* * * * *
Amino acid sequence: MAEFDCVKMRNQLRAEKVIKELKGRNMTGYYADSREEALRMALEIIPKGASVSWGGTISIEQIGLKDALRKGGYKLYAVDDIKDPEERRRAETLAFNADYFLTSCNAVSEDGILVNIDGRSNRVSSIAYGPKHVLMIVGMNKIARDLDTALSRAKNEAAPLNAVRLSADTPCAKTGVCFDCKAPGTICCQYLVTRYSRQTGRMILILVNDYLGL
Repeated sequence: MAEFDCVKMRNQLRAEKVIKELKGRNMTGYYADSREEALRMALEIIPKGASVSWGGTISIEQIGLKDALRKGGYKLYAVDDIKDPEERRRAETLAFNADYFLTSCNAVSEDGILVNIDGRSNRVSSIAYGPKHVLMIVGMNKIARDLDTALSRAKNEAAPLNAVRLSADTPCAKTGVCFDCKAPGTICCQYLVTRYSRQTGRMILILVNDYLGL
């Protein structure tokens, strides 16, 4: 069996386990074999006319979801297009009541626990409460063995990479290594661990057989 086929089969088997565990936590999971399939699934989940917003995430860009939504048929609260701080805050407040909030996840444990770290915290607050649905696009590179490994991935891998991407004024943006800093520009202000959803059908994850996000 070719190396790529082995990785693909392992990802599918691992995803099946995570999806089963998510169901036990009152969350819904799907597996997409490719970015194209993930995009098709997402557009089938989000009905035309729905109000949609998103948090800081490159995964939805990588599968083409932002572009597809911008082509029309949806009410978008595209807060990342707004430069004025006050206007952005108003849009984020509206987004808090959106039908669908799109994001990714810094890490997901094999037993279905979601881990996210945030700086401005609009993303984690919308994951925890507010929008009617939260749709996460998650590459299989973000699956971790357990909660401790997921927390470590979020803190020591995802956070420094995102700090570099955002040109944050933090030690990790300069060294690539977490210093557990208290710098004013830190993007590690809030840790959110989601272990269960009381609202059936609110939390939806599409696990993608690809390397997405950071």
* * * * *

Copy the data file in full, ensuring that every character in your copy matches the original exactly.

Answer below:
Amino acid sequence: MAEFDCVKMRNQLRAEKVIKELKGRNMTGYYADSREEALRMALEIIPKGASVSWGGTISIEQIGLKDALRKGGYKLYAVDDIKDPEERRRAETLAFNADYFLTSCNAVSEDGILVNIDGRSNRVSSIAYGPKHVLMIVGMNKIARDLDTALSRAKNEAAPLNAVRLSADTPCAKTGVCFDCKAPGTICCQYLVTRYSRQTGRMILILVNDYLGL
Repeated sequence: MAEFDCVKMRNQLRAEKVIKELKGRNMTGYYADSREEALRMALEIIPKGASVSWGGTISIEQIGLKDALRKGGYKLYAVDDIKDPEERRRAETLAFNADYFLTSCNAVSEDGILVNIDGRSNRVSSIAYGPKHVLMIVGMNKIARDLDTALSRAKNEAAPLNAVRLSADTPCAKTGVCFDCKAPGTICCQYLVTRYSRQTGRMILILVNDYLGL
């Protein structure tokens, strides 16, 4: 069996386990074999006319979801297009009541626990409460063995990479290594661990057989 086929089969088997565990936590999971399939699934989940917003995430860009939504048929609260701080805050407040909030996840444990770290915290607050649905696009590179490994991935891998991407004024943006800093520009202000959803059908994850996000 070719190396790529082995990785693909392992990802599918691992995803099946995570999806089963998510169901036990009152969350819904799907597996997409490719970015194209993930995009098709997402557009089938989000009905035309729905109000949609998103948090800081490159995964939805990588599968083409932002572009597809911008082509029309949806009410978008595209807060990342707004430069004025006050206007952005108003849009984020509206987004808090959106039908669908799109994001990714810094890490997901094999037993279905979601881990996210945030700086401005609009993303984690919308994951925890507010929008009617939260749709996460998650590459299989973000699956971790357990909660401790997921927390470590979020803190020591995802956070420094995102700090570099955002040109944050933090030690990790300069060294690539977490210093557990208290710098004013830190993007590690809030840790959110989601272990269960009381609202059936609110939390939806599409696990993608690809390397997405950071």